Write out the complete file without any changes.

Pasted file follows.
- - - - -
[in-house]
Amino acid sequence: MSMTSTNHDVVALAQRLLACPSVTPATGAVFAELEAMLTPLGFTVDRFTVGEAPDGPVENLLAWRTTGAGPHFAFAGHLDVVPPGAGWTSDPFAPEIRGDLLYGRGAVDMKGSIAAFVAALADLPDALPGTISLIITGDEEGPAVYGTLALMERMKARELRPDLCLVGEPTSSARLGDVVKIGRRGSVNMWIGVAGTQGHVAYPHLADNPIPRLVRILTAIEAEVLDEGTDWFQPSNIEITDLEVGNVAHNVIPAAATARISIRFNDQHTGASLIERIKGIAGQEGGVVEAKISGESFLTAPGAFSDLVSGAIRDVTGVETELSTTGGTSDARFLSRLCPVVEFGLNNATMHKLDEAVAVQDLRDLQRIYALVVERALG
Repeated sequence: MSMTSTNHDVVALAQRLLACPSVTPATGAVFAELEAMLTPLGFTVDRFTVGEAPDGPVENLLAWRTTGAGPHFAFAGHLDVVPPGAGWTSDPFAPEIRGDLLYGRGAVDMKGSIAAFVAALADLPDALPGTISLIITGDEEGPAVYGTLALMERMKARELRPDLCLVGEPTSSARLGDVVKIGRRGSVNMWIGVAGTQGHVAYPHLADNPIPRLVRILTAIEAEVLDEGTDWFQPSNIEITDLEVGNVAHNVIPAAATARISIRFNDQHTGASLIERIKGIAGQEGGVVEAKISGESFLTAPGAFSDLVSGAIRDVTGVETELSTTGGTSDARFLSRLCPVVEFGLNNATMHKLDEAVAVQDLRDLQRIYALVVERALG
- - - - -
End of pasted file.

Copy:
[in-house]
Amino acid sequence: MSMTSTNHDVVALAQRLLACPSVTPATGAVFAELEAMLTPLGFTVDRFTVGEAPDGPVENLLAWRTTGAGPHFAFAGHLDVVPPGAGWTSDPFAPEIRGDLLYGRGAVDMKGSIAAFVAALADLPDALPGTISLIITGDEEGPAVYGTLALMERMKARELRPDLCLVGEPTSSARLGDVVKIGRRGSVNMWIGVAGTQGHVAYPHLADNPIPRLVRILTAIEAEVLDEGTDWFQPSNIEITDLEVGNVAHNVIPAAATARISIRFNDQHTGASLIERIKGIAGQEGGVVEAKISGESFLTAPGAFSDLVSGAIRDVTGVETELSTTGGTSDARFLSRLCPVVEFGLNNATMHKLDEAVAVQDLRDLQRIYALVVERALG
Repeated sequence: MSMTSTNHDVVALAQRLLACPSVTPATGAVFAELEAMLTPLGFTVDRFTVGEAPDGPVENLLAWRTTGAGPHFAFAGHLDVVPPGAGWTSDPFAPEIRGDLLYGRGAVDMKGSIAAFVAALADLPDALPGTISLIITGDEEGPAVYGTLALMERMKARELRPDLCLVGEPTSSARLGDVVKIGRRGSVNMWIGVAGTQGHVAYPHLADNPIPRLVRILTAIEAEVLDEGTDWFQPSNIEITDLEVGNVAHNVIPAAATARISIRFNDQHTGASLIERIKGIAGQEGGVVEAKISGESFLTAPGAFSDLVSGAIRDVTGVETELSTTGGTSDARFLSRLCPVVEFGLNNATMHKLDEAVAVQDLRDLQRIYALVVERALG